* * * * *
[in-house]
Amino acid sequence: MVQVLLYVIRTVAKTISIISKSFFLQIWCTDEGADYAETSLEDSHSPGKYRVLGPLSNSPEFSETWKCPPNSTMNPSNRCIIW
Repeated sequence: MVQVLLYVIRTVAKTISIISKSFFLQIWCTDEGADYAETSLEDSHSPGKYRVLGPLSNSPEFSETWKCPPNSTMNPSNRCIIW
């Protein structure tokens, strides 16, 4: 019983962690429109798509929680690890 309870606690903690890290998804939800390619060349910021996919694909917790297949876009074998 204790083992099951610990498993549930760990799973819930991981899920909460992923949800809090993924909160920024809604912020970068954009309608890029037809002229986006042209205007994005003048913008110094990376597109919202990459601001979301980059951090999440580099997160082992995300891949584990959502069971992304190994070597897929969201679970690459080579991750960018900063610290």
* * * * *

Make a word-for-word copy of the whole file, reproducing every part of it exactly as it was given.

[in-house]
Amino acid sequence: MVQVLLYVIRTVAKTISIISKSFFLQIWCTDEGADYAETSLEDSHSPGKYRVLGPLSNSPEFSETWKCPPNSTMNPSNRCIIW
Repeated sequence: MVQVLLYVIRTVAKTISIISKSFFLQIWCTDEGADYAETSLEDSHSPGKYRVLGPLSNSPEFSETWKCPPNSTMNPSNRCIIW
């Protein structure tokens, strides 16, 4: 019983962690429109798509929680690890 309870606690903690890290998804939800390619060349910021996919694909917790297949876009074998 204790083992099951610990498993549930760990799973819930991981899920909460992923949800809090993924909160920024809604912020970068954009309608890029037809002229986006042209205007994005003048913008110094990376597109919202990459601001979301980059951090999440580099997160082992995300891949584990959502069971992304190994070597897929969201679970690459080579991750960018900063610290």